After several deaths, quest completion and a hairy run out, I repair to town and check out crafting before logging out. It's even more complicated than Diplomacy. Vanguard and its community still aren't welcoming me with open arms, but it's working some kind of spell - I've been absorbed in its world for hours now.
EverQuest II: levels 5 to 10
It's Erollisi Day, EQII's ridiculous parallel-dimension Valentine's. I get mail from a "secret admirer" with a "roses are red" poem in it. I'm an evil rat wizard. Why is everyone being so nice?
I gather rubble, kill a wolf for a spoiled girl, find an exciting mystery loot item shimmering on the ground that turns out to be a Shattered Froglok Bone Fragment. Later on, I loot a moth. The visual effects are great, but the animation is terrible, and I still have no idea what's beyond these looming, dark hillsides.
Round about level 7, EverQuest II's Stepford dream starts to turn sour. My wonderfully friendly and welcoming guild doesn't seem to do or say anything but congratulate each other on levelling up, or gaining Achievement points (EverQuest II's second character advancement track, where points awarded separately of levels can be used to specialise your character). Something good seems happen to someone in the guild every five minutes, and the chat channel is a ceaseless stream of "Gratz".
Congratulations? Or just mindless gratification? You can have too much of a good thing, you know. I have tons of spells but they're all either burst damage or damage over time, and it doesn't seem to matter what order I use them in. I barely need to walk any distance from quest-givers to start killing, and the spawns come to me before obligingly keeling over under my lightning bolts.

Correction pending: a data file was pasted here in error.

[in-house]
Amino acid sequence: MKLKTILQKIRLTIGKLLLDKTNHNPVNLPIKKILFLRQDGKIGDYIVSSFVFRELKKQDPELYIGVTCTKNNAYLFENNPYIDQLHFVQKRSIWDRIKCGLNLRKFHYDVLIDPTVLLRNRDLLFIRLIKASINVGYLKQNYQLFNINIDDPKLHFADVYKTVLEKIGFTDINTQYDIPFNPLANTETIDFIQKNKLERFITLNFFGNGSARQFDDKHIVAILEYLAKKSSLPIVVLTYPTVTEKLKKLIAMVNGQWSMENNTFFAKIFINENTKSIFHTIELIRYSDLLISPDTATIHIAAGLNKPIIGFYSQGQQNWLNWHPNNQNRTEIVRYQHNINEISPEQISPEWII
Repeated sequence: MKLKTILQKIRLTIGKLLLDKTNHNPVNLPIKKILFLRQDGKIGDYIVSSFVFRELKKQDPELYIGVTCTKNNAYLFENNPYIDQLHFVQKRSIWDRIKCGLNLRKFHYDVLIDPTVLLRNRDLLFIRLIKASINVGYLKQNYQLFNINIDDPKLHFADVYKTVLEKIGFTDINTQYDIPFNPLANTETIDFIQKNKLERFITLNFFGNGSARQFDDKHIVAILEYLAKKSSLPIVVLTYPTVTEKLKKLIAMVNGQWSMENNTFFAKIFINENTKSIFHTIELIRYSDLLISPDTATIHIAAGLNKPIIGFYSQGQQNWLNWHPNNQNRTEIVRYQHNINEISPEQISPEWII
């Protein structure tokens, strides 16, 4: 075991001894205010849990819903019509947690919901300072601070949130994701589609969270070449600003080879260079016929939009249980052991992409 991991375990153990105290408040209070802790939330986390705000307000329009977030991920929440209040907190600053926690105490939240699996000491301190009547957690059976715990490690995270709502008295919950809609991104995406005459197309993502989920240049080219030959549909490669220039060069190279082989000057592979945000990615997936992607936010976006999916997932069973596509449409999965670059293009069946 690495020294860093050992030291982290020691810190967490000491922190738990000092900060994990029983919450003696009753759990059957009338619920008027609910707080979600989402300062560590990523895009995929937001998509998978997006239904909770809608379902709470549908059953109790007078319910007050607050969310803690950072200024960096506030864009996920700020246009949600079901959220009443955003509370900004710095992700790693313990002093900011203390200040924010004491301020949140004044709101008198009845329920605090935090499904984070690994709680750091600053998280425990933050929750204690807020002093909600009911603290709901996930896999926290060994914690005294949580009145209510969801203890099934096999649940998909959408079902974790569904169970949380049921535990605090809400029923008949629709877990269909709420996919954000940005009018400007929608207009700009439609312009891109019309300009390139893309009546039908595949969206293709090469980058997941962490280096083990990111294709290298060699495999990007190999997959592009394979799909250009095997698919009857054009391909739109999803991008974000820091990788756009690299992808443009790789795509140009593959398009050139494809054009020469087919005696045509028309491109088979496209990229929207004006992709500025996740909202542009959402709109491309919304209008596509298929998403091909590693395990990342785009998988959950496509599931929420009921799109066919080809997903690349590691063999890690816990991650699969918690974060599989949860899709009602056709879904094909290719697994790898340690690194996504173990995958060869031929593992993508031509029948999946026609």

The in-game help manual is excellent, an example to other games of this kind, but it can't tell me where the sense of adventure is. A few dozen skeletons, a handful of bats, too many pages of actorly droning, a couple of hours and five rounds of "gratz" later, and Tenlevels lives up to his name - but I don't feel like I've been anywhere or done anything yet. I've got a guild, but I've never met any of them, and I haven't fought with anyone by my side.
Vanguard: levels 7-10
Within an hour of logging back into Vanguard, I've got something better than a guild: someone in my friends list. An enemy we both needed to kill for a quest was refusing to be soloed, so we partied up and spent a happy half-hour slaughtering (and still dying) in the wheat fields. Afterwards, I pick up a couple of bags from a guy giving them away for free in the village - free if you win a quick-draw typed round of rock, paper, scissors, that is.
The combat is a world away from EQII's. In fact, I can think of few MMOs where the skills and systems are so clearly defined, and thrown into such sharp relief so early in the game. Moving on from Hobgoblins to the Isle of Dawn's real menace - the Ulvari, sinister, Samurai-themed magicians from another dimension - the game is already awarding some really nice armour and weapons as quest rewards and drops.